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  #894  
Old 16-12-21, 17:52
Crets Crets is offline
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Quote:
Originally Posted by Peter Duggan View Post
Crets,

So much of life is about timing. I had the radiator out of the Lynx in September. It would have been quit simple to get any measurement that you need at that time.

The Lynx is now parked for the winter. I could get some basic measurements later this week if that is all you require,

Peter


Attachment 126552
Hello Peter,

A basic measurment is good enough.

Thanks in advance,

David
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  #895  
Old 17-12-21, 04:17
maple_leaf_eh maple_leaf_eh is offline
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Quote:
Originally Posted by rob love View Post
....
Pretty sure I have told this story before as well: When I first started working on this Lynx, it would get stuck in third or fourth gear (can't remember for sure now). After doing a ton of work on it, during the road test it got stuck again. I managed to work it onto the hoist, and was ready to drain the transmission to pull the shifter when I noticed a cotter pin missing on a clevis pin on those remote rods. The pin would sneak down and get jammed on a neighboring pin. Cheap and easy fix: a 2 cotter pin.
I had a Mustang car suddenly give me a loose shift lever and no gear change. After it was towed, and an hour of shop time, the culprit was a similarly negligible detent ball somewhere. It might have been .50 on the invoice.

And good discussion of how to keep old vehicles running after all the usual chatting about rebuilding them.
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  #896  
Old 19-12-21, 03:50
Peter Duggan Peter Duggan is offline
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Default Radiator

David,

The basic measurements are 3 5/8" thick at the top tank, 25 7/8" wide and 29' tall from the top of the upper tank to the base of the bottom tank. There was an add on MLU, this summer that was for a WW 11 generator. It was powered by a period Ford flat head and the radiator certainly appeared to be the same. I'm suggesting that this radiator was used for more than the Lynx.

Peter


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  #897  
Old 19-12-21, 05:22
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Tony Smith Tony Smith is offline
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Quote:
Originally Posted by Peter Duggan View Post
David,

The basic measurements are 3 5/8" thick at the top tank, 25 7/8" wide and 29' tall from the top of the upper tank to the base of the bottom tank. There was an add on MLU, this summer that was for a WW 11 generator. It was powered by a period Ford flat head and the radiator certainly appeared to be the same. I'm suggesting that this radiator was used for more than the Lynx.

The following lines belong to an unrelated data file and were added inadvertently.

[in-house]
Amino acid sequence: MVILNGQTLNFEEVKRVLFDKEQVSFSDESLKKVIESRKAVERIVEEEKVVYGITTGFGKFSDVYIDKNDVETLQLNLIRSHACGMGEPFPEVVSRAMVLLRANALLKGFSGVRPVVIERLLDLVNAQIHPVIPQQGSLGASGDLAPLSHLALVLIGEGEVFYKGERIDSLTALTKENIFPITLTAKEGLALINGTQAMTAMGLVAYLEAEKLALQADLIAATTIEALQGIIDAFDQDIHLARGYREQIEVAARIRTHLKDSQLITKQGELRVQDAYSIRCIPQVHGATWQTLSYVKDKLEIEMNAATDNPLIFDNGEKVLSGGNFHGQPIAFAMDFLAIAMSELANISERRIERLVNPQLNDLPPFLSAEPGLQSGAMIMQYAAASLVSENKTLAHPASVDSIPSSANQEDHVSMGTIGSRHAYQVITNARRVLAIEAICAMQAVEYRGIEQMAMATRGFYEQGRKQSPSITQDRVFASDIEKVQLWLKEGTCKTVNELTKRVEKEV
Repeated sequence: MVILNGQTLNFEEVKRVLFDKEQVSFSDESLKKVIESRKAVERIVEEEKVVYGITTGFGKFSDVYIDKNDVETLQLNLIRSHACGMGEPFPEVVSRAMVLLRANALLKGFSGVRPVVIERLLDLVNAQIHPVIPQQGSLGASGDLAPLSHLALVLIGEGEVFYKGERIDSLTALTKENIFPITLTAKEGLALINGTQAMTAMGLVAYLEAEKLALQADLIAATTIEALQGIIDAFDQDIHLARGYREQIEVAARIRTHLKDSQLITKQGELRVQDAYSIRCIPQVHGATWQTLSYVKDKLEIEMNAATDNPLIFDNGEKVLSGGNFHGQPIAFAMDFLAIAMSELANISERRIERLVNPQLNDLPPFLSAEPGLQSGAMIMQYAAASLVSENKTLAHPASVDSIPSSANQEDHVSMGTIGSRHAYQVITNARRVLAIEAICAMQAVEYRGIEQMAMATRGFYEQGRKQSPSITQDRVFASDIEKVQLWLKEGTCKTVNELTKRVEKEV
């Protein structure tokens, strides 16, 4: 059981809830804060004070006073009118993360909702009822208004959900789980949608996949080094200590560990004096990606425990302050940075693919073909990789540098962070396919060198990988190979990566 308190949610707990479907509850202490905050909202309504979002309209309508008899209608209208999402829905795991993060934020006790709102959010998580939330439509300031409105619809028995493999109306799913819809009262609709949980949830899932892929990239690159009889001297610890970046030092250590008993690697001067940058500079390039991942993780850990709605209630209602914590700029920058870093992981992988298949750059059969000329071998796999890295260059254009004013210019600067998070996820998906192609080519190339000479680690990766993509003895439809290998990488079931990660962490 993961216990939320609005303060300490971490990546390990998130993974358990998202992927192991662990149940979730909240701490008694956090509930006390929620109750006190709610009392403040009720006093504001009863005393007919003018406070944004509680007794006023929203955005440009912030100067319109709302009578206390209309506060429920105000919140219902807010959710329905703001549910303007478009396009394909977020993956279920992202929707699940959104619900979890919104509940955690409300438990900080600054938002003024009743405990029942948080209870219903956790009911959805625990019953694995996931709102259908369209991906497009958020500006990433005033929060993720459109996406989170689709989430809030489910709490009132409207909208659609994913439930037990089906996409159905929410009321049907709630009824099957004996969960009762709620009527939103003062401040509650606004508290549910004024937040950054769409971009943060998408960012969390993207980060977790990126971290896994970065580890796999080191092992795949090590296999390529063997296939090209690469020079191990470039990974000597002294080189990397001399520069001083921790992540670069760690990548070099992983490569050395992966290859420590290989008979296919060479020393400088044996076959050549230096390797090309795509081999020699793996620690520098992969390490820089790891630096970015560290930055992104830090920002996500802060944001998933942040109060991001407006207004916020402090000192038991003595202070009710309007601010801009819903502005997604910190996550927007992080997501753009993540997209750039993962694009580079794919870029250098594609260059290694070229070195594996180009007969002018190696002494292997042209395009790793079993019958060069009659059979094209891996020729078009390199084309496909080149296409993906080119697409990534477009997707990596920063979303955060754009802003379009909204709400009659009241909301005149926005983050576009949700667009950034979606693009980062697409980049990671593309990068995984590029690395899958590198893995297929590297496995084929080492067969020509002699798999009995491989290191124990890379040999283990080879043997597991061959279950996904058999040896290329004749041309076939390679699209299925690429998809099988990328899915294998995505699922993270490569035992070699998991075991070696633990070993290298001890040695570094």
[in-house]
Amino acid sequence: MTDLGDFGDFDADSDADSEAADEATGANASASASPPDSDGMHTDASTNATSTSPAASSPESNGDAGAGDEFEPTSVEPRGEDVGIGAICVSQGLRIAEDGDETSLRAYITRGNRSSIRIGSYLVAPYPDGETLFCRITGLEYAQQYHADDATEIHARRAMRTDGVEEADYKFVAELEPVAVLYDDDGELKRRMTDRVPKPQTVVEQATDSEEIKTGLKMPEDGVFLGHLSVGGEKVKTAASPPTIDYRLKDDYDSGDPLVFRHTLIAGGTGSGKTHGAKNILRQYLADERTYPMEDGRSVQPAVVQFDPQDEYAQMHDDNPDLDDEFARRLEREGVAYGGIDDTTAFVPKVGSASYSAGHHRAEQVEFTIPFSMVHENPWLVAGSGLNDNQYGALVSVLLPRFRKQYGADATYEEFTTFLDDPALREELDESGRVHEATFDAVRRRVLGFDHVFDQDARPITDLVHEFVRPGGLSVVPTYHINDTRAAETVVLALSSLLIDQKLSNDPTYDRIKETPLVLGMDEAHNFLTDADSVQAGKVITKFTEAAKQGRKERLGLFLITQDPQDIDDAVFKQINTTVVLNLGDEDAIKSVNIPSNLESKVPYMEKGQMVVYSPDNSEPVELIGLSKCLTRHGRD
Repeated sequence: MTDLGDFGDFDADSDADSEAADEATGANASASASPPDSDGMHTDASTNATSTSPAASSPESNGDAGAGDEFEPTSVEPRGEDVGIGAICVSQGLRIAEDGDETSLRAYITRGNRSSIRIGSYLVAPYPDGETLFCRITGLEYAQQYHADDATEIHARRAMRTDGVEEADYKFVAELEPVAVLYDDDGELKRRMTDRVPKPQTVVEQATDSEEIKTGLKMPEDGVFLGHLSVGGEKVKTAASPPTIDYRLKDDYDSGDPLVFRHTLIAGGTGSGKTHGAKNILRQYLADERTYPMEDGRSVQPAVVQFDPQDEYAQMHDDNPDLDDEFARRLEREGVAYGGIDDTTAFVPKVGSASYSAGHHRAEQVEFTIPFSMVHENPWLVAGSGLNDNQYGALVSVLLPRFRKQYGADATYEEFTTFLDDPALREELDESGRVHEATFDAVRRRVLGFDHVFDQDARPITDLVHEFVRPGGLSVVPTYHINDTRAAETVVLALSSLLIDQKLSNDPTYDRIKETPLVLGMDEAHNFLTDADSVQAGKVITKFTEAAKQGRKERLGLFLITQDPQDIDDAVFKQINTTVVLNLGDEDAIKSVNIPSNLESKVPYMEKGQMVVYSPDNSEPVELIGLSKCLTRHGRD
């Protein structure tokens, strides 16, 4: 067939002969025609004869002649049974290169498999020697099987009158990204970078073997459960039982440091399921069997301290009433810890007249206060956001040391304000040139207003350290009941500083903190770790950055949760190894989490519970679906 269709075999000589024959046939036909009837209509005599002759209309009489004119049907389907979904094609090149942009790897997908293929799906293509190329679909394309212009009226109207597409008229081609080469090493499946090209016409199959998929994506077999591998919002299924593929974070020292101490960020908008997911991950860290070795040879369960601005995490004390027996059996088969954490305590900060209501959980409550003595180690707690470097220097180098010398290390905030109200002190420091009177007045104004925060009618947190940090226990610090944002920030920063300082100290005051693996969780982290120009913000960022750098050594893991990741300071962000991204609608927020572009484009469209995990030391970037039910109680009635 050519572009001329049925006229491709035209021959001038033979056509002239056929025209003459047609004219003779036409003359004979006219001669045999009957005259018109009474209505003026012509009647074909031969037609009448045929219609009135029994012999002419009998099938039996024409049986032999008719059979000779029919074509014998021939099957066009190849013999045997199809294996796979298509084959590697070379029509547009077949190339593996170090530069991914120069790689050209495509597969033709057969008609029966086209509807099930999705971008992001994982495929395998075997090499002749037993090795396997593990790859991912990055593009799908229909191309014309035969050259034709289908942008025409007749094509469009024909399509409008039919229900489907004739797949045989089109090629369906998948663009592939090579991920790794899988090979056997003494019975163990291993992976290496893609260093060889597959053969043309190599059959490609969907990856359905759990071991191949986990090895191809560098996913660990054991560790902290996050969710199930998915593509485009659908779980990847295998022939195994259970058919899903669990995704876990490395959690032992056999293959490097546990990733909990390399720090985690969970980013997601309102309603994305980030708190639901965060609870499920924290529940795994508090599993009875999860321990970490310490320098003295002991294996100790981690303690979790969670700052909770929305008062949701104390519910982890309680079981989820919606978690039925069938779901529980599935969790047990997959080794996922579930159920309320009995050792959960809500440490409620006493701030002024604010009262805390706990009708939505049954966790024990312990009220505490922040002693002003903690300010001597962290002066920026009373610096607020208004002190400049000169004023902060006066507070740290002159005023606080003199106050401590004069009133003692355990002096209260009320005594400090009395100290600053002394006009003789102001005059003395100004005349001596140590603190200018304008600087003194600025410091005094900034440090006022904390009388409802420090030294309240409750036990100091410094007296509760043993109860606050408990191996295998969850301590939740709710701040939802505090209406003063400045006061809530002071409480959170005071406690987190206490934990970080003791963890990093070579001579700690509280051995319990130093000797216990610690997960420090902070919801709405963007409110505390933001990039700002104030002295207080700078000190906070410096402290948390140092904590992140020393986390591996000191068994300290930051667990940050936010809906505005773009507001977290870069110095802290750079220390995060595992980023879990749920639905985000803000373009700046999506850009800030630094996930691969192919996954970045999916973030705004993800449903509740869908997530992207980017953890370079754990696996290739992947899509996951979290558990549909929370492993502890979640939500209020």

Peter


Attachment 126592
Peter, does the image from the manual also show the full part number? There is a NOS radiator on ebay at the moment (https://www.ebay.com/itm/33304539102...sAAOSwhJFb8duO) for an 11A-8005B. While similar, the top tank appears taller than the Generator rad.
Attached Thumbnails
11A-8005B.jpg   11A-8005B 2.jpg  
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  #898  
Old 19-12-21, 06:58
Andrew Rowe Andrew Rowe is offline
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Default Lynx Radiator

The Canadians manufactured larger "Rear engine chassis " during the war , as used in the "Indian Pattern Wheeled Carrier's " . These use a very similar
radiator, but the filler cap position and the crank hole in the core are offset, to the middle on the Lynx, but physical dimensions are the same , cheers Andrew.
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  #899  
Old 19-12-21, 17:28
Peter Duggan Peter Duggan is offline
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Default Part number

Andrew,

The parts manual shows C29SR 8005B for the radiator assembly. This suggests that it is even different than the earlier marks of the Lynx.

Peter
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  #900  
Old 19-12-21, 19:48
Andrew Rowe Andrew Rowe is offline
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Hi Peter, as far as I can tell, radiators for both models of Lynx are the same, a couple of subtle differences probably are that the rear shroud on the back of the radiator, maybe slightly different , and one of the top outlet pipes that heads back to the engine on the Left hand side has a couple of bends in it to avoid the generator and regulator, on the Mk2 , but the outlet pipe on the actual radiator stays the same. I take it your crank hole is offset in the hull, so would coincide with an offset with the hole in the radiator core? The picture of the radiator on that generator is identical to the Indian Patterned Armored Car Chassis that were produced , being rear engine. Cheers Andrew.